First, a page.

Apotex Inc. v.
copyright 2010 Donald M. Cameron, Cameron MacKendrick LLP
This is the first application of the obviousness test from Apotex Inc. v. Sanofi-Synthelabo Canada Inc., 2008 SCC 61 ("Sanofi-Synthelabo")
 In the Memorandum filed in support of its appeal, the appellant pursued the issues of faulty disclaimer, claims broader than the invention made and disclosed, patent ineligibility, obviousness and anticipation. Two days prior to the scheduled hearing, the appellant wrote to advise that it would only pursue the appeal in respect of the issue of obviousness, intending to rely upon the decision of the Supreme Court of Canada in Apotex Inc. v. Sanofi-Synthelabo Canada Inc., 2008 SCC 61 (Sanofi-Synthelabo) released November 6, 2008.
 More specifically, with respect to the issue of obviousness, which is the only one left to be considered in the present appeal, the Federal Court Judge held that the core question in the case was whether the person of ordinary skill in the art, in the light of the state of the art and of common general knowledge as at the claimed date of invention, would have found the solution taught by the patent. The “solution taught by the patent” that he used for this inquiry was consistent with his claim construction, namely “the appreciation that the oral administration of sildenafil, as a potent PDE5 inhibitor, would be useful in the treatment of [ED] in men” (Reasons, para. 57).
 The respondents market a drug for the treatment of Erectile Dysfunction (ED), under the brand name VIAGRA.
 The respondents obtained patent protection for the use of the compound sildenafil for this purpose. They obtained the ‘446 patent on July 7,1998 from an application filed in Canada on May 13, 1994 ...
 The Federal Court Judge concluded that, based on the evidence, the respondents’ discovery was truly inventive and that none of the appellant’s attacks on the patent should succeed. He held that the respondents met their legal burden to establish the validity of the ‘446 patent on a balance of probabilities and that the application to prohibit the Minister from issuing an NOC to the appellant until after the expiry of the ‘446 patent should be granted.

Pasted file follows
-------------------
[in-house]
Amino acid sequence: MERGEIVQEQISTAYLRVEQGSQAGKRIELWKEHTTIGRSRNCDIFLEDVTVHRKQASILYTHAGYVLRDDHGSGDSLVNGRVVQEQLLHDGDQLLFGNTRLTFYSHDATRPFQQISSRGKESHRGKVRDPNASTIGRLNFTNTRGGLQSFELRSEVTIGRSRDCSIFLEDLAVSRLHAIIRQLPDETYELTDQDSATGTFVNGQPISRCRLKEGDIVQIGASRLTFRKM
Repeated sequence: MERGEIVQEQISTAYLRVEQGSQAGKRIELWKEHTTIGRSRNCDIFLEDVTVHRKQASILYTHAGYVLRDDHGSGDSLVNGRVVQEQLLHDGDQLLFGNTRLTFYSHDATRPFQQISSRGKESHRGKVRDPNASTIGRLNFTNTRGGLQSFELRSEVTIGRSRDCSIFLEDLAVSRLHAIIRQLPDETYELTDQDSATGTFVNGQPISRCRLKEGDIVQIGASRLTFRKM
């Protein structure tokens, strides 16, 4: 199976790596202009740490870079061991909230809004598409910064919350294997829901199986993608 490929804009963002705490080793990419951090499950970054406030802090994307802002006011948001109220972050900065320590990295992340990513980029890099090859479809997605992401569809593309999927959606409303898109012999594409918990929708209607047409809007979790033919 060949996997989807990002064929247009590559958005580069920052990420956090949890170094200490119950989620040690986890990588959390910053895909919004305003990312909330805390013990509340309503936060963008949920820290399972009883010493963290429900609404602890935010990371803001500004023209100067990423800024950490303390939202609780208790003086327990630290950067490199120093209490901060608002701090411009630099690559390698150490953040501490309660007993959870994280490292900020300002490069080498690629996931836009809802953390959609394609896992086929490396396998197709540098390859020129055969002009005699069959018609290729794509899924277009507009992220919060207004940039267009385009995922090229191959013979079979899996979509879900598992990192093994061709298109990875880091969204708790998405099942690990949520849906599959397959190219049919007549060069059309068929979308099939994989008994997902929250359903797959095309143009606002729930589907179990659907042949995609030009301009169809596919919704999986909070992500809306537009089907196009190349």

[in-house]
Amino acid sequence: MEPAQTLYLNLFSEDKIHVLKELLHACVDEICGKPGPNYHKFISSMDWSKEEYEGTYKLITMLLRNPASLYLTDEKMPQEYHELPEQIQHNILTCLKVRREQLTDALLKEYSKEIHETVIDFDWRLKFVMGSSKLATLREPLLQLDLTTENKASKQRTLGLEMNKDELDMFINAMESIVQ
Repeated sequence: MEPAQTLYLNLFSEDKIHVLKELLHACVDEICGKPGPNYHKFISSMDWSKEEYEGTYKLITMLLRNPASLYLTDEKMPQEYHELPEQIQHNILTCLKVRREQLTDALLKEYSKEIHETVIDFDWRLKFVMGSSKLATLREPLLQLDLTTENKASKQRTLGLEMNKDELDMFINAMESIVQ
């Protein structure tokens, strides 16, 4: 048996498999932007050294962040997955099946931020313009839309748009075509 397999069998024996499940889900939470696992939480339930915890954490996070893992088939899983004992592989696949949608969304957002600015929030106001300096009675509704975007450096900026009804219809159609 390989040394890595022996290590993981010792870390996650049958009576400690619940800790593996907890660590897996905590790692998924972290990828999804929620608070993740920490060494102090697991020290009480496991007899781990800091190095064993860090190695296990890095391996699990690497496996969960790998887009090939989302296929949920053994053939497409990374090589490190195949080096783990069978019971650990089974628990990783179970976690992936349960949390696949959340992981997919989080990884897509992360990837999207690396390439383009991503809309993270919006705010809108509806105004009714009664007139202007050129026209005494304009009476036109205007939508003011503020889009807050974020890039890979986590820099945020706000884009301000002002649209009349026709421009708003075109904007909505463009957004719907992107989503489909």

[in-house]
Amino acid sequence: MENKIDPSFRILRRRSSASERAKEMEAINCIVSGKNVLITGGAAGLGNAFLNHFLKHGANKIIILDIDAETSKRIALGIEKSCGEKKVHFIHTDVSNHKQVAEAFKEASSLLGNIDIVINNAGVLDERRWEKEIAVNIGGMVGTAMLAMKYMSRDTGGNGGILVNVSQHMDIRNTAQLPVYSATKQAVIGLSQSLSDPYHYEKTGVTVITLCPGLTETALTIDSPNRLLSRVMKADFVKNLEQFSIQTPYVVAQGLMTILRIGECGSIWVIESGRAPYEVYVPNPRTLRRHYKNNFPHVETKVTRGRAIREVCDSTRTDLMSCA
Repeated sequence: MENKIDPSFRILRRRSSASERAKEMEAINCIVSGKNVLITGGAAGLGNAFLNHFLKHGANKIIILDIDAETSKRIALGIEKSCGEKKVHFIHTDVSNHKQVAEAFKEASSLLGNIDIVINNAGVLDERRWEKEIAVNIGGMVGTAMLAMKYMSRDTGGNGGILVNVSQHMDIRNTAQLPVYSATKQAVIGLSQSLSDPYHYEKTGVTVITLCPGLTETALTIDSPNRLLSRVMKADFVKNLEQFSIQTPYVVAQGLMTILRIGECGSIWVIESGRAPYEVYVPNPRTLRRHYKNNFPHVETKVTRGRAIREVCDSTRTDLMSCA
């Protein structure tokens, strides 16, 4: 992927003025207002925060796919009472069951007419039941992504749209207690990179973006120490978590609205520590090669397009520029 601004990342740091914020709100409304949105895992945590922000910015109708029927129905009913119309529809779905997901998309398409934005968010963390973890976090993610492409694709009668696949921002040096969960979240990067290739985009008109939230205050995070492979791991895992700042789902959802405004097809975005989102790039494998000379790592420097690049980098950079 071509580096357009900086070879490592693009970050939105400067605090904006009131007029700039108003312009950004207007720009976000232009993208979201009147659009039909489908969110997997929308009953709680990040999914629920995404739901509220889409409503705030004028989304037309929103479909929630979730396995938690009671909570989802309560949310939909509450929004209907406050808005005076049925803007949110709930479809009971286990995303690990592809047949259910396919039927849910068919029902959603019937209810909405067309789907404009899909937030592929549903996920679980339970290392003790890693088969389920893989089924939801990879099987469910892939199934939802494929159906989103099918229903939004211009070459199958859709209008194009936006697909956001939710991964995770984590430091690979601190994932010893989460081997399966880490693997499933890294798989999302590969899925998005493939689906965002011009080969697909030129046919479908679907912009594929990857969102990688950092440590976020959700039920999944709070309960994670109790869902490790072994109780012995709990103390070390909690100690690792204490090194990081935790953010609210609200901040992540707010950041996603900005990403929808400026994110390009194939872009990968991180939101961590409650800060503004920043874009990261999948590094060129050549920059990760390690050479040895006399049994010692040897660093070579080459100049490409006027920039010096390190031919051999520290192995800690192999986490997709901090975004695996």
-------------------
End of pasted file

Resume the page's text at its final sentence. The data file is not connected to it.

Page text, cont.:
In concluding his obviousness analysis, the Federal Court Judge held that what emerged from the prior art was a picture of a field of rapidly advancing science which led to the discovery, but which did not point directly to it. He specifically noted that, in 1993, none of the scientists who had speculated that PDE inhibition might be a factor in erectile tissue physiology, arrived at the solution of using oral administration of sildenafil as a PDE5 inhibitor in the treatment of ED. He therefore concluded that the evidence did not establish that the solution taught by the patent was obvious at the time. At best, the Federal Court Judge noted that there was speculation, which in hindsight proved to be correct, that PDE5 inhibitors might treat impotence.
 In addition to his findings on the state of the art, the Federal Court Judge also considered the other factors for analyzing obviousness as set out in Novopharm Ltd. v. Janssen-Ortho Inc. 2007 FCA 217, aff’g 2006 FC 1234 (Novopharm). He found that there was a strong motivation to come up with a convenient drug treatment for ED, and genuine surprise when the respondents did so. He also noted the cumulative effect of the secondary indicia such as the commercial success of VIAGRA®, its wide use, and the surprise that accompanied its first publication, all of which he found to further support his conclusion that the use of sildenafil to treat ED was not obvious.
 I take it from this that the test adopted by the Supreme Court is a precise application of the test loosely referred to as “worth a try”. After having noted Apotex’ argument that the “worth a try” test should be accepted (para. 55), Rothstein J. never again uses the expression “worth a try” and the error which he identifies in the matter before him is the failure to apply the “obvious to try” test (para. 82).
 The test recognized is “obvious to try” where the word “obvious” means “very plain”. According to this test, an invention is not made obvious because the prior art would have alerted the person skilled in the art to the possibility that something might be worth trying. The invention must be more or less self-evident. The issue which must be decided in this appeal is whether the Federal Court Judge failed to apply this test.  In my respectful view, he did not. While the Federal Court Judge does not use the phrase “obvious to try”, his reasons show that he conducted his analysis along the dividing line drawn in Sanofi-Synthelabo. Specifically, he rejected the contention that the invention was obvious based on mere possibilities or speculation and looked for evidence that the invention was more or less self-evident.